(Coral color is determined in part zooxanthellae pigments so expulsion under conditions causing stress results in coral ‘bleaching’)Nutrient recylcing is very efficient. How is this achieved in coral ecosystems?Not all energy and nutrients obtained by corals are derived from symbiotic zooxanthellae. What other sources of energy might be available (Hint: recall the nematocyst on the tentacles on cnidarians) and is this source derived from the coral reef ecosystem?Reef fish are the dominant vertebrates exerting grazing/predation pressures (70% carnivorous, 20% herbivorous, and 10% omnivorous).
Photo Slideshow: White & Case Coral Propagation, La Union
They say a picture paints a thousand words. Let these then speak volumes.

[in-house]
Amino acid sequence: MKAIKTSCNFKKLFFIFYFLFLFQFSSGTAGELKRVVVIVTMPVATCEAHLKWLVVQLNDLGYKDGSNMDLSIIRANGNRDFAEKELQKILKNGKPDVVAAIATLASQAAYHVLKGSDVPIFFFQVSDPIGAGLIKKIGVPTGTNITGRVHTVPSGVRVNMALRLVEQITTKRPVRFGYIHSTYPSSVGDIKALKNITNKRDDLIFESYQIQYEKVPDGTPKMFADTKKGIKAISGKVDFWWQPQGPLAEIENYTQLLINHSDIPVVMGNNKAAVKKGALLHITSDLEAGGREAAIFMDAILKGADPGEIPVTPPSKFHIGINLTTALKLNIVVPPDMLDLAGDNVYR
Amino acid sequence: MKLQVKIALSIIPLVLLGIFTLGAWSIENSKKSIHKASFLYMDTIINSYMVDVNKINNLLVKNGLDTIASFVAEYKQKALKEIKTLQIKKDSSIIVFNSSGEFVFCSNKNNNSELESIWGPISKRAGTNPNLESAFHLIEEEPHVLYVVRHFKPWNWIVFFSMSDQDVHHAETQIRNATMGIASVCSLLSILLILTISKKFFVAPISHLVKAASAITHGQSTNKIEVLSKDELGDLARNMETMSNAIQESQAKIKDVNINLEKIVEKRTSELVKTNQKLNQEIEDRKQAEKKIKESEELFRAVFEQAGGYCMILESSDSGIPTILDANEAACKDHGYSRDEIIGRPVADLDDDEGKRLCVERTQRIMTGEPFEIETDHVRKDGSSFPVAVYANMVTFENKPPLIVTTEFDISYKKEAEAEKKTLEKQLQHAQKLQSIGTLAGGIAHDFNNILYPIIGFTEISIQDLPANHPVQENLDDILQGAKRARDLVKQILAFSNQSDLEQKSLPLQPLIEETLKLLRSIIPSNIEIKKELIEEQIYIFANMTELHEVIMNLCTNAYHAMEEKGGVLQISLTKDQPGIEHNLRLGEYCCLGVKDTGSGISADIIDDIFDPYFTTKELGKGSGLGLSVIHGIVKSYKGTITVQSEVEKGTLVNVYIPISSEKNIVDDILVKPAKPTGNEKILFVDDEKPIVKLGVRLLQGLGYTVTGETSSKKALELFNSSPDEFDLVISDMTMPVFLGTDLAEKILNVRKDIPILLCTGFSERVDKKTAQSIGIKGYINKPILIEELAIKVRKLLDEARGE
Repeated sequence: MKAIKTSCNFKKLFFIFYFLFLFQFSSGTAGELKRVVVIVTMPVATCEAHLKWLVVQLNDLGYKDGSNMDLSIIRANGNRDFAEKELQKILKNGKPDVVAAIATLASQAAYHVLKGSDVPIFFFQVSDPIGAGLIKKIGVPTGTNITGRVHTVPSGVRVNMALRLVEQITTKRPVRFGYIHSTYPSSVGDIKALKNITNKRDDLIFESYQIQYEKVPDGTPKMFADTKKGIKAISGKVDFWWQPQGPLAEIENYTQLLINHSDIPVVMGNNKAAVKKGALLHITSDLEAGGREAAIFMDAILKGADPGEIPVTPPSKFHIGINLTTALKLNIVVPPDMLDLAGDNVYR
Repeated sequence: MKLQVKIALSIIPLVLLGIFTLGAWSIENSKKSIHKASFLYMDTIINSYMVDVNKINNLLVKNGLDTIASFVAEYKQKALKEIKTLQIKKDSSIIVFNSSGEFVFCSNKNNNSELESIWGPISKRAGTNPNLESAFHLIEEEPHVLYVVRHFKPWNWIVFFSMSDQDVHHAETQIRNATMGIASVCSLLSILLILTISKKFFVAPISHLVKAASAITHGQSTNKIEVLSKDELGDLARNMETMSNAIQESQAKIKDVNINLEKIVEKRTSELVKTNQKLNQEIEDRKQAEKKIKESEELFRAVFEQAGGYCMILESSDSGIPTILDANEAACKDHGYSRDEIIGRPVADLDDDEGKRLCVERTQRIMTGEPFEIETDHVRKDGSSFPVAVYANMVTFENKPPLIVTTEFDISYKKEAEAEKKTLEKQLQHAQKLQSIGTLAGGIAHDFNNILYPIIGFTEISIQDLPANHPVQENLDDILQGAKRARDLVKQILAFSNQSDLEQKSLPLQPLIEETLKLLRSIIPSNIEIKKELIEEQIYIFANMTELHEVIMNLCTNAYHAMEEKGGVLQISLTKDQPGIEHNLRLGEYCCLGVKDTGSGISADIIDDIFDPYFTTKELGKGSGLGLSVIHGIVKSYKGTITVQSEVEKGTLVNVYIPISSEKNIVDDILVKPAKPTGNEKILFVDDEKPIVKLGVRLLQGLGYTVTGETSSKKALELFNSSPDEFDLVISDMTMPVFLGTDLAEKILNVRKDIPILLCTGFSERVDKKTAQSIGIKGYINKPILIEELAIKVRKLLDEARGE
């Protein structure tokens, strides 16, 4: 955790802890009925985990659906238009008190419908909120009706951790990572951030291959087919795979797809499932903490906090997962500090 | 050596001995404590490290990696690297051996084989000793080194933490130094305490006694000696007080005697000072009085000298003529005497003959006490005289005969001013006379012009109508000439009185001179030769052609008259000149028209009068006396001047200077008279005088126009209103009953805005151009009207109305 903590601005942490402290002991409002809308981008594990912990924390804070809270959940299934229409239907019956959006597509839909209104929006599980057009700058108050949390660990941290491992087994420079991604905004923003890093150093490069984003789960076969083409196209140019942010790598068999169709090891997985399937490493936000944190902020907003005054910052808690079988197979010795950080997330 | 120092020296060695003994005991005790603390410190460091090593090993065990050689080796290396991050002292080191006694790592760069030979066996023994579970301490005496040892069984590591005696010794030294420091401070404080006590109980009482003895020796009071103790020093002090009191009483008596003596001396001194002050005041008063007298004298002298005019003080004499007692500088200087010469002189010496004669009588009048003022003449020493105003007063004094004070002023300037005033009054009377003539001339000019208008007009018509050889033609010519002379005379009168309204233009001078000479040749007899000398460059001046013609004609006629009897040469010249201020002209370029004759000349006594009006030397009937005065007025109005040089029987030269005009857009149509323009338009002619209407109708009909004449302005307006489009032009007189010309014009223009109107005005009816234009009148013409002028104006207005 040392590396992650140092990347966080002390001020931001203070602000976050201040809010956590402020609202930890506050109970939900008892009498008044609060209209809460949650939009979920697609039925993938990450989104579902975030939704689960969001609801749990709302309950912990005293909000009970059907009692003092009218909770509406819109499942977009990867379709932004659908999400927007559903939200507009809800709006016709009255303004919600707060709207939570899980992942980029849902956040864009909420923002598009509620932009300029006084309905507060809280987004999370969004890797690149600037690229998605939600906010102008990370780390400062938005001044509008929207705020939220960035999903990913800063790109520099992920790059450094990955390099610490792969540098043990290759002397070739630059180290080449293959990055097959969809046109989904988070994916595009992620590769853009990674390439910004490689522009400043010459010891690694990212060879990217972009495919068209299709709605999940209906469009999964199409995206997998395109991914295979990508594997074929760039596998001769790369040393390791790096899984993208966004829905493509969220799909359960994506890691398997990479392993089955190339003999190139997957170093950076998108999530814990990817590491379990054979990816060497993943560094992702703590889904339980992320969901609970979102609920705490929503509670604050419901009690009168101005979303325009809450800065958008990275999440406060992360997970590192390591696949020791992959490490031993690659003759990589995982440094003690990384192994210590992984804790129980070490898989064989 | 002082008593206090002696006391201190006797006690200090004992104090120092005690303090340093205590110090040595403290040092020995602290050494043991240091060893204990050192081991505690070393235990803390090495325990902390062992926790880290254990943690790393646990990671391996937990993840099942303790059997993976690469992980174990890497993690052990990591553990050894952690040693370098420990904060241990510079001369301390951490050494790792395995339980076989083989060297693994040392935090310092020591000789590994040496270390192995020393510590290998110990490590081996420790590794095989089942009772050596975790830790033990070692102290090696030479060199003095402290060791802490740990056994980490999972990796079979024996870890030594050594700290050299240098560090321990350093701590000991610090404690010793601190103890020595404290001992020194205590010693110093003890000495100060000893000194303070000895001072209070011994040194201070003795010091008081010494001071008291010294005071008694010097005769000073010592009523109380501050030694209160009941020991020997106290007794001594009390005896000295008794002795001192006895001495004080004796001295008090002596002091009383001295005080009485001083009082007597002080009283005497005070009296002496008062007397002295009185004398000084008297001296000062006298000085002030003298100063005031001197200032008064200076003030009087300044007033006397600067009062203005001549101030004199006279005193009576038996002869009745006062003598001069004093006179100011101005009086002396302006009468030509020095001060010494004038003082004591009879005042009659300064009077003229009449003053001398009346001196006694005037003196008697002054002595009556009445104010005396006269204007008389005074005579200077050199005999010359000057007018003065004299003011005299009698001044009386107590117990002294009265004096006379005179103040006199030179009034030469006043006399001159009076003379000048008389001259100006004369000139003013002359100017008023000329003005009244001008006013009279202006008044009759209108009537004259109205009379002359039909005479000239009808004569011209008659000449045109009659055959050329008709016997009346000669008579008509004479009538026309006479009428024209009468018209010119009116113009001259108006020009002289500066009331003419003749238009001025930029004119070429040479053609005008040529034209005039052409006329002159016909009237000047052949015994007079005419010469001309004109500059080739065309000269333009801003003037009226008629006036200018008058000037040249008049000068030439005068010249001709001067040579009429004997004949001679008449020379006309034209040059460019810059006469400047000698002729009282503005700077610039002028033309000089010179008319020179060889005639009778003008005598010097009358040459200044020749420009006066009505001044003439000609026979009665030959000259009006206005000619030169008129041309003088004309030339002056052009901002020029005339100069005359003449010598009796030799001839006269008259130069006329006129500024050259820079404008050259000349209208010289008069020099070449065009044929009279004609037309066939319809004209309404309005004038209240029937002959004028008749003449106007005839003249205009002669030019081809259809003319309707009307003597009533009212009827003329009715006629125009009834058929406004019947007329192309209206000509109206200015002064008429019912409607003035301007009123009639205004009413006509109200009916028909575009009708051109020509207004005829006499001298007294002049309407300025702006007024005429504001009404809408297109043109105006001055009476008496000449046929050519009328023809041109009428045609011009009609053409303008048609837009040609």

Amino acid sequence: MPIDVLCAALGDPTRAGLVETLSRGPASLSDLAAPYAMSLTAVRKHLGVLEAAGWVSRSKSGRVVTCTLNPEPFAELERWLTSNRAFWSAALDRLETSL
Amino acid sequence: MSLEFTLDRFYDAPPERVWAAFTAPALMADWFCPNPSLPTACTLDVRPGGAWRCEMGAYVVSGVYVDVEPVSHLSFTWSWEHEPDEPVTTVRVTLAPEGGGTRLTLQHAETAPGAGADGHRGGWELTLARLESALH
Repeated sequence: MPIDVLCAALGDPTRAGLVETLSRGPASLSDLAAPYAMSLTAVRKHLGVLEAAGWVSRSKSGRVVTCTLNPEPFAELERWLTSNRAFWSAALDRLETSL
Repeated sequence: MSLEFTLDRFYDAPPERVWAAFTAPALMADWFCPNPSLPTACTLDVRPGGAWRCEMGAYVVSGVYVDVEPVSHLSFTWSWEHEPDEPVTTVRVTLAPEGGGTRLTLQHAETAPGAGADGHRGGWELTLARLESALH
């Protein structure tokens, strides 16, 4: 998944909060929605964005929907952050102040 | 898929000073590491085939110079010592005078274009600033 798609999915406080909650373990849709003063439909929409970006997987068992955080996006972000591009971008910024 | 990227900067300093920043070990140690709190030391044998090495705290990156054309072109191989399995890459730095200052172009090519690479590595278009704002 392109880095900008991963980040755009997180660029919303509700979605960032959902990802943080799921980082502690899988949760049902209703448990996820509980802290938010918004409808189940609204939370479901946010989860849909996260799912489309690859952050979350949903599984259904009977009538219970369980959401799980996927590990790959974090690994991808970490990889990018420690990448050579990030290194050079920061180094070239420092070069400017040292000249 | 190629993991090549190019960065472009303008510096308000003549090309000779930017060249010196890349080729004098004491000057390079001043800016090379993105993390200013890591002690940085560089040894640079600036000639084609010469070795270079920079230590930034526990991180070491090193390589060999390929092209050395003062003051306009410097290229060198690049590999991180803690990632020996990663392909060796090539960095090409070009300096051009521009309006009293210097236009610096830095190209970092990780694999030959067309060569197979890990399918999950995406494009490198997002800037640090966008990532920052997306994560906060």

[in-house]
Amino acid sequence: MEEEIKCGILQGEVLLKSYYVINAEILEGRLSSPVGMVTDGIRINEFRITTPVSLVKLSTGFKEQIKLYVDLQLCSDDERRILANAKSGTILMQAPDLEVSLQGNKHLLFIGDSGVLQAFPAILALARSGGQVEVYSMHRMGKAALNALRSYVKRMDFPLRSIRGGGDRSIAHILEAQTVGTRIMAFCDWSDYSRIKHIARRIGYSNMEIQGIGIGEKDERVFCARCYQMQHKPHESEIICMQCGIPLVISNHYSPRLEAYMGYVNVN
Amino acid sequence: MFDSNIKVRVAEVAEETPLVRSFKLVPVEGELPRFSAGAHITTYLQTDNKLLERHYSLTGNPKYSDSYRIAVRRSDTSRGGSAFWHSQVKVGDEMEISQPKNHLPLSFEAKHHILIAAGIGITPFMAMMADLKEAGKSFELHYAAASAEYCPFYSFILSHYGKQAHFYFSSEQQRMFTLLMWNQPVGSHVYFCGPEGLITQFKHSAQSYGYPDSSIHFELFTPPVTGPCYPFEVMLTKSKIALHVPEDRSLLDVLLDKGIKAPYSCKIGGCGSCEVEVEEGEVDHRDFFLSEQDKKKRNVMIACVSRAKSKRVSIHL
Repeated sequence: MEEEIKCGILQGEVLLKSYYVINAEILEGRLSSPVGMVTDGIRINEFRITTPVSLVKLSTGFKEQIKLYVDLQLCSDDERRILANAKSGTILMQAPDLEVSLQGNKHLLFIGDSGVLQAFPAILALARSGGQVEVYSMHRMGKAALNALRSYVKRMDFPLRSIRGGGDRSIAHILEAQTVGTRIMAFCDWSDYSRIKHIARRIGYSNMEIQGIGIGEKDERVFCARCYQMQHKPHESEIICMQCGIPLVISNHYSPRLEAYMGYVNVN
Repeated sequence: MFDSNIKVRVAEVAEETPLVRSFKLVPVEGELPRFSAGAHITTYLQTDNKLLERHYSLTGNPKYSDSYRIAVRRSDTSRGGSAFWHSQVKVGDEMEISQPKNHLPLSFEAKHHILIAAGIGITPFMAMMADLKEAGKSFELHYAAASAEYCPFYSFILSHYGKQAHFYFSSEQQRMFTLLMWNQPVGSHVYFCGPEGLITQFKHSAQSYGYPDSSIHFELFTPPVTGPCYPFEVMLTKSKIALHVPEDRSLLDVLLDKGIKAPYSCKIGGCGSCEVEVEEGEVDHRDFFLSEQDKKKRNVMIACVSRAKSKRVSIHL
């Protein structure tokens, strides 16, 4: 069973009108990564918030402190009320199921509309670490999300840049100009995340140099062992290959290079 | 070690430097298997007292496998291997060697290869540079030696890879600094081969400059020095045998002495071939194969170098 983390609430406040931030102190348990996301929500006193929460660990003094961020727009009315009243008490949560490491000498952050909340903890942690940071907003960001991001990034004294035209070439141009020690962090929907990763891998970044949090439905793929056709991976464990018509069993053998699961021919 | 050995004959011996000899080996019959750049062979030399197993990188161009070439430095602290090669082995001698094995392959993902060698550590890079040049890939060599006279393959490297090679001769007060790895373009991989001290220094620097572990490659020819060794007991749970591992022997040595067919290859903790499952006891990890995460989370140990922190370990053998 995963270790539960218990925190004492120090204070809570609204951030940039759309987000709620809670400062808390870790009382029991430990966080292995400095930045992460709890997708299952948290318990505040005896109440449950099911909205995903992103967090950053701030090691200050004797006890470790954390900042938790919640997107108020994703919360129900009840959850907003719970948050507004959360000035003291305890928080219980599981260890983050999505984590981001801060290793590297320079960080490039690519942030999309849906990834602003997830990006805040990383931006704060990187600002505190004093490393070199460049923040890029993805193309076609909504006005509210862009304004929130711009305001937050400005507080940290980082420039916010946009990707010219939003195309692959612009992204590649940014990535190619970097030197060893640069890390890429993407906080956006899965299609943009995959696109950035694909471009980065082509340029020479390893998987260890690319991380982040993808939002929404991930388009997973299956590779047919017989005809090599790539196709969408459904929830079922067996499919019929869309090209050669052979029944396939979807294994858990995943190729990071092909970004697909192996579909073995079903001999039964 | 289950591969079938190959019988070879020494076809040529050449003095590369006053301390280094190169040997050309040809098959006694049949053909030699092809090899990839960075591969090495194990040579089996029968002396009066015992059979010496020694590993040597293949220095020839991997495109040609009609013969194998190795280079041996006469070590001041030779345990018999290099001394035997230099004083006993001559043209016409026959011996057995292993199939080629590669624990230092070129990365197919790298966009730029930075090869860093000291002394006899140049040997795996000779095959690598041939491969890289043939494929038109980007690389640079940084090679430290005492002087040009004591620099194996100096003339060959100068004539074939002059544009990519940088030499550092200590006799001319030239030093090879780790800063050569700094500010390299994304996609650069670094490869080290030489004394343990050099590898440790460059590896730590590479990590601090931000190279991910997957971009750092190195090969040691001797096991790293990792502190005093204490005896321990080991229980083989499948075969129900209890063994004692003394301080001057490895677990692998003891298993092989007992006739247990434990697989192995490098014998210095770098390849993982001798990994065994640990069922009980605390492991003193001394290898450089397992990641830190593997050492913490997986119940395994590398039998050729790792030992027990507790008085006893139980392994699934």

About White & Case Global Operations Center (Manila) LLP
In Manila we handle a substantial line-up of processes in office administration, compliance and new business, finance, technology, human resources, knowledge resources and marketing.
Since 2007, our team has steadily grown from an initial employee headcount of five people to its current staff of more than 400 people, making it one of White & Case’s largest offices. In its first decade, our Global Operation Centre here has established a reputation for providing world-class business support.
We are committed to the continuous professional development of our team members, championing excellence in a dynamic, challenging and rewarding work environment. Our goal is to provide a learning and development path that is tailored toward each individual and leverages on their strengths. Learning track programs also give members of our team the chance to acquire new skills and knowledge.